House Speaker John Boehner said top officials at the Department of Veterans Affairs should be fired for failing to do their jobs, but stopped short of calling for the ouster of Veterans Secretary Eric Shinseki during a news conference Thursday.
When asked directly whether Shinseki needs to be replaced, the Ohio Republican said:
“No. I think the secretary needs to have more authority to manage his own department.”
That authority would come through a House bill giving the veterans secretary the power to fire or demote those in the Senior Executive Service, the top tier of agency management in the federal system.
Veterans are needlessly dying in VA hospitals and waiting years to resolve disability compensation claims. Yet the top officials responsible for delivering quality care and service are more likely to get a bonus than a pink slip, Boehner said.
He cited the nearly $12,000 bonus paid to Guy Richardson, who was director of the Dayton, Ohio, VA Medical Center, where unsanitary practices in the dental clinic potentially exposed hundreds of patients to hepatitis.
“I thought I’d seen the worst of government, but this goes beyond the pale,” Boehner said. “If you preside over a bureaucracy that is failing our veterans, you shouldn’t be receiving bonuses. You should be gone.”
Shinseki told the House Committee on Veterans Affairs last month he has the authority he needs to hold his people accountable for their failures. Last year 3,000 employees were forced out of their jobs agency-wide because of performance issues, he said.
Six SES-level executives have been “dismissed” over the past two years, Shinseki said.
VA documents show that of the six, two were demoted into the general schedule system and remain with the agency.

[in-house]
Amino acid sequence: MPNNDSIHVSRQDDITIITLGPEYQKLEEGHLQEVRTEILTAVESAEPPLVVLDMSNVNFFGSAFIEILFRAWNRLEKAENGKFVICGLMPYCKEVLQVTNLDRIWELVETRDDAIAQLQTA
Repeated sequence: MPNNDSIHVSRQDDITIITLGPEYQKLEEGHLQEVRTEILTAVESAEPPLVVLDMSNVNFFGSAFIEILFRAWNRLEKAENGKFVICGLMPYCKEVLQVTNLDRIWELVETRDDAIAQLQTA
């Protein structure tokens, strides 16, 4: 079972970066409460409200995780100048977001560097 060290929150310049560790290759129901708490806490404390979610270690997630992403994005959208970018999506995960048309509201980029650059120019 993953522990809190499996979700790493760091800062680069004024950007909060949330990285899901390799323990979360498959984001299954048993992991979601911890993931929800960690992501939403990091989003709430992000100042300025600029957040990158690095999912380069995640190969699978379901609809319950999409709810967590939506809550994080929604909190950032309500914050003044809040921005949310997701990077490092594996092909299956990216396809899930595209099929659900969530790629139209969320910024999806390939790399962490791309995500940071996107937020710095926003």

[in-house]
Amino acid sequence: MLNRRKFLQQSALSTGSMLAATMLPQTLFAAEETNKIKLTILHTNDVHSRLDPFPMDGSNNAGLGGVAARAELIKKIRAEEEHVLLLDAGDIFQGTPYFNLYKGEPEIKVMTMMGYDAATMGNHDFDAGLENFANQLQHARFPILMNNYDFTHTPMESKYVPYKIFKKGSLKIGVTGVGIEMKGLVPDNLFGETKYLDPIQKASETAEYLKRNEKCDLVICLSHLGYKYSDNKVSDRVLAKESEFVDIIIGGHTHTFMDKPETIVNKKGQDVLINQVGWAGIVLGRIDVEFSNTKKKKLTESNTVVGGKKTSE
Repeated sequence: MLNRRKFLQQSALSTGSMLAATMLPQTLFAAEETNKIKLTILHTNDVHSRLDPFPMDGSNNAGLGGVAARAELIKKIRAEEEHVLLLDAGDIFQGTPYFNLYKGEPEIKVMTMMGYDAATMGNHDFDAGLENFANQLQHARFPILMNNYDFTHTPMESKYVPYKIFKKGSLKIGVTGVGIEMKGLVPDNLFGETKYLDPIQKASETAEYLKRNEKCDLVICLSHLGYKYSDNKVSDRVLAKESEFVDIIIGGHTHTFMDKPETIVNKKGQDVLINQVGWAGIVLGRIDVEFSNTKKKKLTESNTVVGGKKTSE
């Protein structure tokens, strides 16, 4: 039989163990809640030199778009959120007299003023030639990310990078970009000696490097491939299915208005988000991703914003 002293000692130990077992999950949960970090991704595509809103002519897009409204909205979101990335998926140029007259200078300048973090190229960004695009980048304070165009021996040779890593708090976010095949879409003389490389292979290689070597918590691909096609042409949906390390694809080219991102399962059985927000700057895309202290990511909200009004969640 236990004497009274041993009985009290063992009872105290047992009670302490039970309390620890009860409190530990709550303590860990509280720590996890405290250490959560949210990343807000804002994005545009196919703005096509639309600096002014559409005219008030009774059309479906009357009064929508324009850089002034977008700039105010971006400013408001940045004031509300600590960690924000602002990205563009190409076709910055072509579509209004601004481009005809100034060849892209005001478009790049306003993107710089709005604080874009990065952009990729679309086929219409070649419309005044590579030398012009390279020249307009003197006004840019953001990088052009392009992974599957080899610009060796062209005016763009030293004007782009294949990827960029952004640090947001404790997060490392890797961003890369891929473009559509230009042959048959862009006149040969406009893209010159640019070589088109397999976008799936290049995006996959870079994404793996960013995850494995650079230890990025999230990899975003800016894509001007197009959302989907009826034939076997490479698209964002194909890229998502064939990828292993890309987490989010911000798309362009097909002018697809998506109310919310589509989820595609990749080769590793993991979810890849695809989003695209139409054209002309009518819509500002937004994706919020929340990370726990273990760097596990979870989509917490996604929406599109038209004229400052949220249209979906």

In addition, eight senior executives either resigned or retired while under investigation or facing disciplinary review over the last two years, according to the VA document.
Rubio also did not call for Shinseki's removal, but like Boehner he said the problems at VA are so bad that employees who have consistent records of failure need to be held accountable.
“I’m not calling for his resignation,” Rubio said. “I’m calling for more tools to be available to senior leadership so that they can discipline or demote those who aren’t doing their jobs.”
A statement issued by VA after the press conference indicates the agency opposes the bill, saying it could hurt in recruiting and retaining top managers.
“Changes that would single out VA employees for punishment by removing existing federal civil service rules not only put VA at a competitive disadvantage, but can ultimately harm VA’s ability to best serve veterans,” the statement says.
For more than a year, Shinseki has been under intense pressure from Congress, veterans' groups and the public to end the longstanding backlog of disability compensation claims tied to military service. He vowed shortly after taking office that all initial claims would be processed within 125 days with 98 percent accuracy by 2015.
The backlog got worse after he made the promise. It peaked a year ago, when more than 632,000 cases were more than 125 days old, more than 70 percent of all claims. VA officials responded with initiatives targeting the oldest claims and forcing processors to work overtime. The backlog now stands at almost 56 percent, with more than 343,000 cases older than 125 days.
More recently, a string of VA inspector general's and media reports have exposed a string of preventable patient deaths at veterans' hospitals nationwide. More than 30 preventable deaths have been reported at facilities in Pennsylvania, Georgia, South Carolina and Tennessee.
The Center for Investigative Reporting said in a story published Thursday that VA paid out more than $200 million in wrongful death payments in the decade after the Sept. 11, 2001, terror attacks. Payments were made to more than 1,000 families because of inadequate care that includes botched surgeries, neglect of elderly patients or failure to properly handle mental health issues, according to CIR.
Despite Shinseki's claim that his employees are held accountable for failure, discipline often amounts to a minor reprimand or transfer to another facility, said Rep. Jeff Miller, R-Fla., chairman of the House veterans committee and the prime sponsor of the reform bill, which has 57 co-sponsors.
“That’s not accountability,” said Miller, who also did not call for Shinseki’s resignation. “When somebody dies on your watch and it was preventable and there was an error involved, you should be fired and fired quickly. Unfortunately the department does not choose to do that.”